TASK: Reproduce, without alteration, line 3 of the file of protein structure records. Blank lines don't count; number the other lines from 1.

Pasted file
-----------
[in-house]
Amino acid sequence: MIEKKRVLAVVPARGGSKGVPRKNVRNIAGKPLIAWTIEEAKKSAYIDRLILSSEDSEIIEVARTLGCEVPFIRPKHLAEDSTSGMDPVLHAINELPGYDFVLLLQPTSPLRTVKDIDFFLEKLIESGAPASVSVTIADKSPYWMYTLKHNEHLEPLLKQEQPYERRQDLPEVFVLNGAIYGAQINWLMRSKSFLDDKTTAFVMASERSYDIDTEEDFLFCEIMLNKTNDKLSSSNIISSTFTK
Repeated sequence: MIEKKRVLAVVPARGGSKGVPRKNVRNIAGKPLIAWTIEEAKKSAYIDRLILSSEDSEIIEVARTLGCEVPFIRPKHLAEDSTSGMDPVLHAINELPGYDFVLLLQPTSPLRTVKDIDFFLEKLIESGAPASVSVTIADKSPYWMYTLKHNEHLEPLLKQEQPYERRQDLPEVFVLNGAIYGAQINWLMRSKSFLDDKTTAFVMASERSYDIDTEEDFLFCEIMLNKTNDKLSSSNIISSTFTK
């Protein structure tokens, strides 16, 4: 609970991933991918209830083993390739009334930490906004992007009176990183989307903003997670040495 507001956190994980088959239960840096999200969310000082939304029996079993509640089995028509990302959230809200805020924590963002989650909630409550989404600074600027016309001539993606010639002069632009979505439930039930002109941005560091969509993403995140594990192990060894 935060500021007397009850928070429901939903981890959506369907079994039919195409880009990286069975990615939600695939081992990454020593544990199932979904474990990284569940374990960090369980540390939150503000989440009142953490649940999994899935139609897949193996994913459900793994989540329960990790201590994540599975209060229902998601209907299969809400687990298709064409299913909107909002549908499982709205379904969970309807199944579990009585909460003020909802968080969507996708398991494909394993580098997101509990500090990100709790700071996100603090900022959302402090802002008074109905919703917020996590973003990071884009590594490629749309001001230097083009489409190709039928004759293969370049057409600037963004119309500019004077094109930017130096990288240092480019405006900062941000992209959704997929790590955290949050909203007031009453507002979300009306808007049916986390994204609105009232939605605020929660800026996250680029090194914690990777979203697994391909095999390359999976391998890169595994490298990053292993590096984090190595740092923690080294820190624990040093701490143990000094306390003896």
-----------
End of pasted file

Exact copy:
Repeated sequence: MIEKKRVLAVVPARGGSKGVPRKNVRNIAGKPLIAWTIEEAKKSAYIDRLILSSEDSEIIEVARTLGCEVPFIRPKHLAEDSTSGMDPVLHAINELPGYDFVLLLQPTSPLRTVKDIDFFLEKLIESGAPASVSVTIADKSPYWMYTLKHNEHLEPLLKQEQPYERRQDLPEVFVLNGAIYGAQINWLMRSKSFLDDKTTAFVMASERSYDIDTEEDFLFCEIMLNKTNDKLSSSNIISSTFTK